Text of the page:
The Beach Boys – ‘That’s Why God Made the Radio’ – Review

10 Jun

The Beach Boys have always been about opposites; art vs commerce, creativity vs commercialism, fantasy vs reality. One of the most interesting things about the group is the way these opposites have collided, on their albums, but especially in how different people remember the band. It’s entirely plausible that somebody will be aware of the group as a nostalgia act singing songs about surfing and California girls but likewise it’s plausible that someone else could remember them exclusively as the groundbreaking psychedelic pioneers. This is why bands as diverse as Maroon five, Flaming Lips, Foster the People, The Smiths, Stone Roses, Fleet Foxes and Red Hot Chili Peppers can claim the Beach Boys influence – they’ve all been listening to the same band, but no doubt different incarnations of the band.

So in 2012 how do these conflicting ideals play out on the group’s first album in over 25 years? Traditionaly, In the red corner, representing the nostalgic, surf rock version of the group, we’ve had that dastardly villain Mike Love. In the blue corner, representing the artistic, psychedelic side of the group, is the triumphant underdog Brian Wilson. After decades in the ring, slugging it out over naming rights and other tedious matters, the two have finally kissed and made up, and on the awkwardly named ‘That’s Why God Made the Radio’ both incarnations of the group are represented, and somewhat fittingly, they melt into one united front. Here the contradictions and conflicts are as obvious as ever, but perhaps for the first time the two versions of the group are comfortably represented on the same record and occasionally in the same songs.

When I read the track listing and saw that there were songs called ‘Spring Vacation’ and ‘Beaches in Mind’, I got quite worried that I would have to listen to a bunch of OAPs getting nostalgic about teenage girls and the like, which, lets face it, nobody wants to hear. Whilst a couple of these tracks do feature some cringe worthy lyrics that really shouldn’t be sung by men eligible for the free bus pass, for the most part this is a wonderfully thoughtful and nuanced album about getting old. Yes it’s nostalgic, but not in the way you might suspect. On one of their most famous hits, 1968’s ‘Do It Again’ they sang ‘California girls and a beautiful coastline / with warmed up weather let’s get together and do it again’, which, coming only a few years after they were at the beach with beautiful women, wasn’t too unrealistic a proposition. But in 2012 they realise that they are too old to ‘do it again’ and their new songs sadly acknowledge this fact. At one point Mike sings ‘If I had my way I’d be back again, where the good times never end’ but in his voice there is resignation that this won’t ever be. He can’t go back to the good old days, and coming from the always positive Mike Love, this is quite heart wrenching to listen to.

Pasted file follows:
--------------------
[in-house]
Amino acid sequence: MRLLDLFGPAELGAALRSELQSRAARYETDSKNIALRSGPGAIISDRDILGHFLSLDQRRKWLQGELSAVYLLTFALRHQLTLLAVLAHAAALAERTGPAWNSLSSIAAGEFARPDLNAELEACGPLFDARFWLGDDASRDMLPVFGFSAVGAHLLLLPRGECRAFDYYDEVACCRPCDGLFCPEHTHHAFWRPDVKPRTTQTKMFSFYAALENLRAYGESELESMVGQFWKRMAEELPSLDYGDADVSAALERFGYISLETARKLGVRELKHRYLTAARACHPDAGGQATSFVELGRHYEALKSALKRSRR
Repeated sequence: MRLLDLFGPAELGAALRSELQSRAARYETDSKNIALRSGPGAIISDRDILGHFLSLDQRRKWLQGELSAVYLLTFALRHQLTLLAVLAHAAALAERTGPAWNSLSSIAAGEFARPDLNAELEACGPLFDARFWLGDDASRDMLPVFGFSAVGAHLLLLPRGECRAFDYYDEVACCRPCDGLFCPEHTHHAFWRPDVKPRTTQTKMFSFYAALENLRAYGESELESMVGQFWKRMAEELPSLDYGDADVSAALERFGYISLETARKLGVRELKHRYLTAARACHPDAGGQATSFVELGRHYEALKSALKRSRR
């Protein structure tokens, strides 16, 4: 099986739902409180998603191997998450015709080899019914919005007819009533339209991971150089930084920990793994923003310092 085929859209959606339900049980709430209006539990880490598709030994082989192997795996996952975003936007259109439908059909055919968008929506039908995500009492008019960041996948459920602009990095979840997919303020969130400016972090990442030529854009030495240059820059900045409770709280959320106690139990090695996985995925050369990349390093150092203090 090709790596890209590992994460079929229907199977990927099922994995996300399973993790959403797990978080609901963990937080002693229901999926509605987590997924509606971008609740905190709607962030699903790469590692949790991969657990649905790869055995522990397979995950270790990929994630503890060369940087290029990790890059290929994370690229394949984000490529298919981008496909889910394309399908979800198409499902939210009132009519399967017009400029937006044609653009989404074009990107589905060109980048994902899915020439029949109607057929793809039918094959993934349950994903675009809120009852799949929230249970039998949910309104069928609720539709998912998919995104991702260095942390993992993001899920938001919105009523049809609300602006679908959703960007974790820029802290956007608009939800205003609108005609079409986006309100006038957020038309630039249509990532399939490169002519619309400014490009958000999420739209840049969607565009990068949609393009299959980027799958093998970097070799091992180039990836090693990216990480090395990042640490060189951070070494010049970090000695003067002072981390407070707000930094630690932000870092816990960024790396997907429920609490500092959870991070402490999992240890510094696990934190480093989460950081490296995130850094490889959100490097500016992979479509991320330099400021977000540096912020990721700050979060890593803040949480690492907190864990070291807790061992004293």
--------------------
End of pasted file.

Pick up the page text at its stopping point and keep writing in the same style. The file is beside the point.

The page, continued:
Here they ask questions like ‘Do you remember me and the way we used to be?’ and ‘Why don’t we feel the way we used to anymore?’ They are questions asked standing by the shore looking out into the sunset, in Southern California, where once they would have surfed. The music is as sweet and warm as it always was but the tempos are slower and the instruments are more textured. There is depth and restraint and consideration to the music (along with a whole lot of unnecessary reverb),and the youthful swagger has disappeared. The final three songs combine to make a beautiful suite that addresses the subject of aging and longing directly: ‘Sometimes I realise my days are moving on, and I want to go home’ Brian croons on the tender ‘North Pacific Highway’, which recalls the similar sentiment he expressed in 1965 on ‘Sloop John B’ – ‘I feel so broke up, I want to go home’.

Whilst I want to focus on the many (quite surprising) positives, this is not a perfect album (very few beach boys albums are). The group aren’t as vocally strong as they once were and this is unfortunately compensated for by some awful auto tuning. So obvious and transparent is the digital tinkering that it rather spoils one or two of the songs (in particular the otherwise gorgeous ‘There and Back Again’). The production in general is pretty good but it’s been recorded by a Hollywood studio hack and this reveals itself in some dodgy AOR arrangements and cheesy instrumentation. It also lacks the wall of sound production that Brian gave to the group’s best music; here the instruments are given too much room to breath and the result is a mix so shiny and polished that you can almost see your face in it. The dodgy production is complimented by one or two lapses into corny songwriting; ‘The Private Life of Bill and Sue’ and ‘Beaches in Mind’ are almost unlistenably bad, but as I said at the start of this review, this cheesy element has always been a part of the group’s story and it would almost be strange if this side of the band wasn’t represented on the album.

The record ends with the sound of rain, and the wisdom that ‘Summer’s gone away with yesterday, old friends have gone their separate ways’. It’s a depressing end to an album from a band known for their eternal optimism. But lets not forget that this is the group that released some of the most poignant songs about heartbreak and youthful worries, it should be no real surprise that they are able to transfer that feeling in to a different type of heart ache – that of growing old. The boxing metaphor I used earlier is, in retrospect, inappropriate; yes, the group have spent decades fighting in court and the media but on ‘That’s Why God Made the Radio’ I am reminded of what the group are best known for, and what they shall be remembered for – their harmonies. Not only are they now singing in harmony for the first time in decades, but more poignantly, they are living in harmony.



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